Long-acting oral antihistamines like Zyrtec (cetirizine), Xyzal (levocetirizine), or Allegra (fexofenadine) can help ease severe allergic reactions to mosquito bites, says Purvi Parikh, MD, a specialist in infectious disease, allergy, and immunology at NYU Langone Health in New York City.
Putting ice and topical steroids on the affected area can also help, Dr. Parikh says. Sometimes symptoms are so severe that patients need a prescription for prednisone or other oral steroids.
“You should see your doctor if you’re not improving with over-the-counter treatments or you’re getting worse,” Parikh advises.
How Can I Protect Myself From Mosquito Bites to Prevent Skeeter Syndrome?
Mosquito repellent and clothing that covers exposed skin are the best prevention when it comes to skeeter syndrome (and any mosquito bites in the first place), Parikh says. Staying indoors when mosquitoes are most active and keeping windows closed can also help avoid bites. Mosquitoes tend to come out in droves at dawn, at dusk, and around wetlands.
This advice for avoiding mosquito bites is the same for people who are more prone to skeeter syndrome — they just need to be hypervigilant about these precautions.
“Individuals who are allergic who already suffer from eczema, asthma, or allergies are at higher risk,” Parikh says. “They do not necessarily need a more potent repellent, but it’s important to remember to use it and reapply frequently.”
When mosquito exposure is unavoidable, some people prone to skeeter syndrome may want to take an antihistamine prior to going outside, Newman says.
Which Insect Repellants Protect Against Mosquito Bites and Skeeter Syndrome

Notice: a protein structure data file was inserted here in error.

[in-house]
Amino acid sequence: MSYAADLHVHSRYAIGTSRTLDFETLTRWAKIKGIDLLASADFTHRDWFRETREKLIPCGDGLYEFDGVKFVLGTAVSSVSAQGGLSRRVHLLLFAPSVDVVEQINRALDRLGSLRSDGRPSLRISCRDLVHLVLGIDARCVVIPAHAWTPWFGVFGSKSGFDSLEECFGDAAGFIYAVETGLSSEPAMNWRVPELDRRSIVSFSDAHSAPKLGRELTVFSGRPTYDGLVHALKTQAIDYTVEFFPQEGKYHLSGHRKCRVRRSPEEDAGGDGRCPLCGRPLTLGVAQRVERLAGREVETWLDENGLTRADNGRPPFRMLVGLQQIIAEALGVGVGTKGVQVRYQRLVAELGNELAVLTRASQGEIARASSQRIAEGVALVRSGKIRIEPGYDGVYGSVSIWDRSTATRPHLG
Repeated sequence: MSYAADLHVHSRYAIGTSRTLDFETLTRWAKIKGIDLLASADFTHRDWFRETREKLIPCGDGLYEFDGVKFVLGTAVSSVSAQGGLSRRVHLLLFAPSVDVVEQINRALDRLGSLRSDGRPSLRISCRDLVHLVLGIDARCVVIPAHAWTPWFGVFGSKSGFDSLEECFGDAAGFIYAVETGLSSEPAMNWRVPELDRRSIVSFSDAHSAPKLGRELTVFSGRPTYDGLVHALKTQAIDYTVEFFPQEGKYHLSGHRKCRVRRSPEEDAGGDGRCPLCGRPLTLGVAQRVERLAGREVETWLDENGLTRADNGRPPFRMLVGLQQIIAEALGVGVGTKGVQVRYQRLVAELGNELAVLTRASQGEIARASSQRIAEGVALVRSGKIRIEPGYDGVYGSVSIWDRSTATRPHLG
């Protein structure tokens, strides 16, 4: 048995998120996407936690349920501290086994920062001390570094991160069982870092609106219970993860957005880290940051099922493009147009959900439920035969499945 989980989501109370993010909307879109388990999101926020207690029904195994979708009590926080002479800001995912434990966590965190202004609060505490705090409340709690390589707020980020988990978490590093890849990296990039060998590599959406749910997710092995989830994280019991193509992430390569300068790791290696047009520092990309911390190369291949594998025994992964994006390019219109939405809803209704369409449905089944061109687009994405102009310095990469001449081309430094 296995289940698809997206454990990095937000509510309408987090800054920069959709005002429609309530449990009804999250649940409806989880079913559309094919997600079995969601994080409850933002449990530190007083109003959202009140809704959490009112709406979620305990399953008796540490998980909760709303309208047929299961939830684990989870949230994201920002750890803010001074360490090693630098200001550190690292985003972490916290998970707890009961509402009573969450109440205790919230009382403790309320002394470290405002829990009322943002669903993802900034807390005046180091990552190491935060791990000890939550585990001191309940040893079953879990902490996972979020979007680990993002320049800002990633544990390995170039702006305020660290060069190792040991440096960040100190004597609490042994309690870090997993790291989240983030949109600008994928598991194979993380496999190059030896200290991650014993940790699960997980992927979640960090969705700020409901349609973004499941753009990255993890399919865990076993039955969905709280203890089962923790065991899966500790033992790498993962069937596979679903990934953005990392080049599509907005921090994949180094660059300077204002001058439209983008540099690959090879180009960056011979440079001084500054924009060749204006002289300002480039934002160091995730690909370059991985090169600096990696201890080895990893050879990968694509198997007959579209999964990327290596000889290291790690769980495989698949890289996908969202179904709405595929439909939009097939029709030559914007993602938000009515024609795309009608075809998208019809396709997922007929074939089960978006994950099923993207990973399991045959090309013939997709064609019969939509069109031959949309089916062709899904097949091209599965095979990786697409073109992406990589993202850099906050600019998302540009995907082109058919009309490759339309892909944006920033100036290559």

The Centers for Disease Control and Prevention (CDC) recommends looking for repellants with the following ingredients to help reduce mosquito bites:
- DEET Chemical name: N,N-diethyl-m-toluamide or N,N-diethyl-3-methyl-benzamide; it is found in products including Off, Cutter, Sawyer, and Ultrathon.
- Picaridin Chemical name: 2-(2-hydroxyethyl)-1-piperidinecarboxylic acid 1-methylpropyl ester; it is found in products including Cutter Advanced, Skin So Soft Bug Guard Plus, and Autan.
- Oil of Lemon Eucalyptus (OLE or PMD) Chemical name: para-menthane-3,8-diol; the synthesized version of OLE is found in products including Repel and Off Botanicals. Note that the CDC recommends looking for OLE as an ingredient in a repellant; oil of lemon eucalyptus essential oil by itself is not recommended as an insect repellant.
- IR3535 Chemical name: 3-[N-butyl-N-acetyl]-aminopropionic acid, ethyl ester; it is found in products including Skin So Soft Bug Guard Plus Expedition and SkinSmart.
- 2-Undecanone Chemical name: methyl nonyl ketone); it is found in BioUD.
“DEET remains the gold standard by which all other repellents are judged,” says Joseph Conlon, a technical adviser at the American Mosquito Control Association in Sacramento, California. “Over 25 years of empirical testing of more than 20,000 other compounds has not resulted in another marketed chemical product with the duration of protection and broad-spectrum effectiveness of DEET.”
Some studies over the years have linked DEET to some rare but serious side effects, including adverse neurological effects such as seizures, uncoordinated movements, agitation, aggressive behavior, low blood pressure, and skin irritation, according to the CDC.
“Picaridin and oil of lemon eucalyptus are remarkably close in effectiveness to DEET, without many of DEET’s putative undesirable characteristics,” Conlon says.
Whatever repellent you choose, the trick to outwitting mosquitoes is to apply — and reapply — as directed.
“Most apparent repellency failures with DEET are due to misapplications, so care should be taken to apply it thoroughly, though avoiding the eyes and mucous membranes of the nose, and to reapply when necessary,” Conlon says. Reapplying is crucial to maintain the DEET vapor barrier above the skin that keeps mosquitoes from biting.